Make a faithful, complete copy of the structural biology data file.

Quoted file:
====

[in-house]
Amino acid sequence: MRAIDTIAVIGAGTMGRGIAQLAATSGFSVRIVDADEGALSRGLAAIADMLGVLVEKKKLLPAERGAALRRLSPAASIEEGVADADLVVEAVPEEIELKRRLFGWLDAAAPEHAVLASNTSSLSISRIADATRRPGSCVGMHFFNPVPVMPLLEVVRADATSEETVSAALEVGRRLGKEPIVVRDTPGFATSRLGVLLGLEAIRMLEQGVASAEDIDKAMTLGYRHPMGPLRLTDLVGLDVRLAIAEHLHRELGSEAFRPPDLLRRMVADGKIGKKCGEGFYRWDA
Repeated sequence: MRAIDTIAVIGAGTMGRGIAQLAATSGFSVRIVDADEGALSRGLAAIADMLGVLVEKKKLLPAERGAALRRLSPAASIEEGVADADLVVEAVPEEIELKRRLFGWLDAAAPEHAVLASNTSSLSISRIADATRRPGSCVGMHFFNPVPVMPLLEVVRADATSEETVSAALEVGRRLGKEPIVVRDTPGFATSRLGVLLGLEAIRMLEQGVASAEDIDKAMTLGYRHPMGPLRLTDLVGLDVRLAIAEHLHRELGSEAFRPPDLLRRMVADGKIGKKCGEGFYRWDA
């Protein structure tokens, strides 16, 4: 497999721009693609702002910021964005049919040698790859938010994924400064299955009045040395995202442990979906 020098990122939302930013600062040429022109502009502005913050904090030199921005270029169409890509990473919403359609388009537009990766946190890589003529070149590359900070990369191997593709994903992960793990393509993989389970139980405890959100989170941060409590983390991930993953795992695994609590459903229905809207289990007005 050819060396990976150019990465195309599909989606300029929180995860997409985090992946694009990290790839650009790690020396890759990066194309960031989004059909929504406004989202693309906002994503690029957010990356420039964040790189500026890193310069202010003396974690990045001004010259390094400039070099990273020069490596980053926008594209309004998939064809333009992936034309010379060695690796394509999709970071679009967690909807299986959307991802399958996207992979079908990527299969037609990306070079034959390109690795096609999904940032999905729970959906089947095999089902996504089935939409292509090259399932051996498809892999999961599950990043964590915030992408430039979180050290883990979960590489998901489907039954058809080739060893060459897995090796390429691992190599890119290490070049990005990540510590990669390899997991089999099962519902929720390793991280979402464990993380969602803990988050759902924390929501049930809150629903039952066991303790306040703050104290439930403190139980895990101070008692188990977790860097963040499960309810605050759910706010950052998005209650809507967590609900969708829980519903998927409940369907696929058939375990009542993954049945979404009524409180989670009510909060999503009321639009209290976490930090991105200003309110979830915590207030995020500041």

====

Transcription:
[in-house]
Amino acid sequence: MRAIDTIAVIGAGTMGRGIAQLAATSGFSVRIVDADEGALSRGLAAIADMLGVLVEKKKLLPAERGAALRRLSPAASIEEGVADADLVVEAVPEEIELKRRLFGWLDAAAPEHAVLASNTSSLSISRIADATRRPGSCVGMHFFNPVPVMPLLEVVRADATSEETVSAALEVGRRLGKEPIVVRDTPGFATSRLGVLLGLEAIRMLEQGVASAEDIDKAMTLGYRHPMGPLRLTDLVGLDVRLAIAEHLHRELGSEAFRPPDLLRRMVADGKIGKKCGEGFYRWDA
Repeated sequence: MRAIDTIAVIGAGTMGRGIAQLAATSGFSVRIVDADEGALSRGLAAIADMLGVLVEKKKLLPAERGAALRRLSPAASIEEGVADADLVVEAVPEEIELKRRLFGWLDAAAPEHAVLASNTSSLSISRIADATRRPGSCVGMHFFNPVPVMPLLEVVRADATSEETVSAALEVGRRLGKEPIVVRDTPGFATSRLGVLLGLEAIRMLEQGVASAEDIDKAMTLGYRHPMGPLRLTDLVGLDVRLAIAEHLHRELGSEAFRPPDLLRRMVADGKIGKKCGEGFYRWDA
């Protein structure tokens, strides 16, 4: 497999721009693609702002910021964005049919040698790859938010994924400064299955009045040395995202442990979906 020098990122939302930013600062040429022109502009502005913050904090030199921005270029169409890509990473919403359609388009537009990766946190890589003529070149590359900070990369191997593709994903992960793990393509993989389970139980405890959100989170941060409590983390991930993953795992695994609590459903229905809207289990007005 050819060396990976150019990465195309599909989606300029929180995860997409985090992946694009990290790839650009790690020396890759990066194309960031989004059909929504406004989202693309906002994503690029957010990356420039964040790189500026890193310069202010003396974690990045001004010259390094400039070099990273020069490596980053926008594209309004998939064809333009992936034309010379060695690796394509999709970071679009967690909807299986959307991802399958996207992979079908990527299969037609990306070079034959390109690795096609999904940032999905729970959906089947095999089902996504089935939409292509090259399932051996498809892999999961599950990043964590915030992408430039979180050290883990979960590489998901489907039954058809080739060893060459897995090796390429691992190599890119290490070049990005990540510590990669390899997991089999099962519902929720390793991280979402464990993380969602803990988050759902924390929501049930809150629903039952066991303790306040703050104290439930403190139980895990101070008692188990977790860097963040499960309810605050759910706010950052998005209650809507967590609900969708829980519903998927409940369907696929058939375990009542993954049945979404009524409180989670009510909060999503009321639009209290976490930090991105200003309110979830915590207030995020500041």